Vested interest exists. This means an individual has a special interest in protecting or promoting that which is to their own personal advantage. Or, there are groups that seek to support or control an existing system or activity from which they derive private benefit.
A first line manager’s vested interest are in their functional area goals. A first line manager’s external business environment is also important. Effective first line managers must support a balance between their and others’ vested interest. A first line manager is like a fish in water; the fish contains water and is in water. There is internal business vested interests and external business vested interests. Let us consider these interests.
First consider, a business’s internal interest and the manager’s role in each. There are two types of first line managers; functional line managers and general managers. I was a functional line manager as a restaurant manager, an accounting manager, and a territory sales manager, in these roles, my success was dedicated to that function. I was a general manager of hotels and a Business Office Manager; in these roles, my interest was in accomplishing all the functional goals of the organization.
Functional first line mangers have to make sure their area of responsibility is accomplishing the assigned departmental goals. A functional manager’s is a success if their departmental goals are accomplished. Managers that are removed of not successful. Acceptable managers goals are within the acceptable range. Managers that consistency exceed their goals are considered for higher management. They are top performers. Here is the rub, functional managers must maintain a delicate balance between their department’s interest and other department’s vested interest.
As a District Accounting Manager I approved the credit on sales contracts for appliance sales, a marketing function. If I was too selective marketing did not make quota and the salesperson salary suffered. If I was too lenient, the marketing department made above quota and the salesperson was very happy. In my accounting function was responsible for the payment of the contracts. I reported to a Division Accounting Manager who expected me to collect the money for the appliances. I received my promotions and my bonus on how effective I was in collections not in sales. This is the conundrum of a first line manager; how do you carry out line goals while not alienating other departments.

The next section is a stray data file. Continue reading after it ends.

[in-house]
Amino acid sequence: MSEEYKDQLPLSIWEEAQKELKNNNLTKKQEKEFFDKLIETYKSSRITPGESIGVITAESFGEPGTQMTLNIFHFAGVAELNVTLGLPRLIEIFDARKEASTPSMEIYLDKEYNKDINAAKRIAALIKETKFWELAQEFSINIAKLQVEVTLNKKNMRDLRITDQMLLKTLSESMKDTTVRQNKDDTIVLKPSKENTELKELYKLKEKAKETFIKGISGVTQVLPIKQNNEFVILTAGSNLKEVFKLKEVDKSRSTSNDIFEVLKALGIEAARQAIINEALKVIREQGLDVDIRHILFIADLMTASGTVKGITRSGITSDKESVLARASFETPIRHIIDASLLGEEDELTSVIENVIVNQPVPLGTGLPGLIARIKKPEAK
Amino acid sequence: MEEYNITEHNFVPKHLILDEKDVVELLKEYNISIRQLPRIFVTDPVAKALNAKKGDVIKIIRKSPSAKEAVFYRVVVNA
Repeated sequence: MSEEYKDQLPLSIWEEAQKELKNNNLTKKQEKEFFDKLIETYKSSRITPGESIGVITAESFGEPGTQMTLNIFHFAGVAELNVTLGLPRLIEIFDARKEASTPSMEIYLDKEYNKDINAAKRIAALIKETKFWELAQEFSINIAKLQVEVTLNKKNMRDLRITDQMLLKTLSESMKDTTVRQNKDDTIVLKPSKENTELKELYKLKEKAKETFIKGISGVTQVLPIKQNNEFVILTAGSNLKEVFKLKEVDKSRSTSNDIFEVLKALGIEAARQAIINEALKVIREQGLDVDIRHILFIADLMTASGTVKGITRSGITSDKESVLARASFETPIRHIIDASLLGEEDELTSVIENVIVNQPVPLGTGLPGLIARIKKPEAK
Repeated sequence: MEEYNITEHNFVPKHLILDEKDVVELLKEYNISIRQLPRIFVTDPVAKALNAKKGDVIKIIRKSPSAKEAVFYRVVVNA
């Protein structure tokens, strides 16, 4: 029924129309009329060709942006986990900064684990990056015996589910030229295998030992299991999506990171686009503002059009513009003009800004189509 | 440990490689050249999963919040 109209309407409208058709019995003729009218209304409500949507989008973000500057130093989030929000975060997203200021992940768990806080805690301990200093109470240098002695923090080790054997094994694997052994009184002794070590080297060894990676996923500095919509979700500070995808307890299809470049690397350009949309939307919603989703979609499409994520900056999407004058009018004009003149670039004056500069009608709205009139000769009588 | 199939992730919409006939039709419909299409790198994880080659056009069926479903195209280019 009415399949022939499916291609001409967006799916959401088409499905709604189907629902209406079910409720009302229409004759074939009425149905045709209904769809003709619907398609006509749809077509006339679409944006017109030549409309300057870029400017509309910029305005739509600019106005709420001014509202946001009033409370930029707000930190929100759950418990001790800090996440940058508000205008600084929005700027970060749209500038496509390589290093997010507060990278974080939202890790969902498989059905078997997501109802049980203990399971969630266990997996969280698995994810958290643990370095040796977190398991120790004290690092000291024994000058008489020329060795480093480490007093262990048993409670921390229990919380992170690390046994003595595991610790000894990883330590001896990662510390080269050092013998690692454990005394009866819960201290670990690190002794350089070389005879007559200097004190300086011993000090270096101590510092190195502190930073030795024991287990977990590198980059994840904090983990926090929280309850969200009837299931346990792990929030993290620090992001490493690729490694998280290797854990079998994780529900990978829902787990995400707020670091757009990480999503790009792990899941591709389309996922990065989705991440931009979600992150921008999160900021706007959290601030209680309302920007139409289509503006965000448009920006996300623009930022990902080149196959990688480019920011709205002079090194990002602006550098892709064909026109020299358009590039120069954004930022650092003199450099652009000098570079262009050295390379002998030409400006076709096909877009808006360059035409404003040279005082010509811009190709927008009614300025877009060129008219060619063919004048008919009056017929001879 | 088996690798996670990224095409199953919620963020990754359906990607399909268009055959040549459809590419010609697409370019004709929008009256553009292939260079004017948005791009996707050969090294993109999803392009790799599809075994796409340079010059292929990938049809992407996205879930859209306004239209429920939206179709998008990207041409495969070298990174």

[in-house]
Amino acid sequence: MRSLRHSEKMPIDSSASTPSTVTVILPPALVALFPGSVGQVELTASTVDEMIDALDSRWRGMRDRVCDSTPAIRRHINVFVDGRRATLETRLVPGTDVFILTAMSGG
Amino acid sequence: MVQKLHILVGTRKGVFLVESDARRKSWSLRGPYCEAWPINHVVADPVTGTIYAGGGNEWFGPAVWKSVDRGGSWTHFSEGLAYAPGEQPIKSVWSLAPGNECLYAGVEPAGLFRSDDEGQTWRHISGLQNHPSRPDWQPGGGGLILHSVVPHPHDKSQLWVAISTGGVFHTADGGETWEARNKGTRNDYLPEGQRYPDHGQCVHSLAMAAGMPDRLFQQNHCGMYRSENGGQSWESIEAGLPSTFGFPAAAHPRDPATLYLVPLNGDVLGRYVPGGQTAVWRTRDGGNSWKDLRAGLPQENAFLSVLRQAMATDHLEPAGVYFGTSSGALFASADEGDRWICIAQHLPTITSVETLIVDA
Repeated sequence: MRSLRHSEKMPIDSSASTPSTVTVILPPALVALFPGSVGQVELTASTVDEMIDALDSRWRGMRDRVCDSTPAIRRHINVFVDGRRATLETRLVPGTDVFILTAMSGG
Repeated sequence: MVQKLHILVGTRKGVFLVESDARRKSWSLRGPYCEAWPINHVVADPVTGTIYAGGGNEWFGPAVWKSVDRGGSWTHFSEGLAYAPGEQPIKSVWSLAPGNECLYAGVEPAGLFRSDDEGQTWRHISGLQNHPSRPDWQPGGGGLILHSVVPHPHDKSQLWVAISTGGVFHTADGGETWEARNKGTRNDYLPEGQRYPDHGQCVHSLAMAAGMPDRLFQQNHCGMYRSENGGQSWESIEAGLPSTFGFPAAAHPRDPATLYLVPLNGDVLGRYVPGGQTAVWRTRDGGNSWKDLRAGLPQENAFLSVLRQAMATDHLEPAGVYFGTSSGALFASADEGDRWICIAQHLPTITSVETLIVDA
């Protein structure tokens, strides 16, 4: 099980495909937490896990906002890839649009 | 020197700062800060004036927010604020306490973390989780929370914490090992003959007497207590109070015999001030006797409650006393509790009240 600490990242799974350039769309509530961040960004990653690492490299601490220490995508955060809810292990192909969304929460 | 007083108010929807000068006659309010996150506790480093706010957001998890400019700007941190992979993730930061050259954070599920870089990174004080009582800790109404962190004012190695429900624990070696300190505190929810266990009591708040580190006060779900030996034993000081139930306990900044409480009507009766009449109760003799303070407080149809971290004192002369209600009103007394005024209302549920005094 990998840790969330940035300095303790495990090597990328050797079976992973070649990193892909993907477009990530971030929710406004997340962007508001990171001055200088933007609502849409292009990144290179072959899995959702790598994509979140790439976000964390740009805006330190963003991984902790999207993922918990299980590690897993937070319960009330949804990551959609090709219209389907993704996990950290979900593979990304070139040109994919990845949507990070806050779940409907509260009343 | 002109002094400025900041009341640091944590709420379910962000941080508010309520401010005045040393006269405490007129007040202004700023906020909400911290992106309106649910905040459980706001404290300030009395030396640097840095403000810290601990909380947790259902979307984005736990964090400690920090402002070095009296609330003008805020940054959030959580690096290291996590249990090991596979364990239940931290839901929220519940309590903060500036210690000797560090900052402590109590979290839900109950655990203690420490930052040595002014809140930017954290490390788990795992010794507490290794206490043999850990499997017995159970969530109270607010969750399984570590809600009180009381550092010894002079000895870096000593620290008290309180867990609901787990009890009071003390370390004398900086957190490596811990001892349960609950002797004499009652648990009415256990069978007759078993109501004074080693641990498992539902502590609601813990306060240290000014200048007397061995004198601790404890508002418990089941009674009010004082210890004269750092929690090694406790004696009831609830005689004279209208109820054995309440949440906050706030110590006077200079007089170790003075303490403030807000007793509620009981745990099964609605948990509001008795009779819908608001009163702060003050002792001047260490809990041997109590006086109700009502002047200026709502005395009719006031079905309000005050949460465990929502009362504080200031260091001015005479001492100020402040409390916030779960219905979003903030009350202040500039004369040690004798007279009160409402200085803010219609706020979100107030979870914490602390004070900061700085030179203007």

Now think about this, if a first line manager wants to become a general manager, they must keep the other departments goals in perspective.
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Other first line managers must know, even though, you have departmental interest; you understand other departments have vested interest. You must be seen as cooperating with them to make every manager and the company successful. This is very important, and an extremely difficult balance.
If you want to progress to a mid-level manager within your functional area, cooperation with other departments vested interests is important. A mid-level functional manager most times reports to a middle level general manager and higher level functional manager. Progression to a functional middle manager is difficult, most times, you have to be on the top of the department’s functional goals. In addition, you must be acceptable to the mid- level general manager. A mid-level general manager will not want a line functional manager that creates problems for other functional areas as a mid-level functional manager.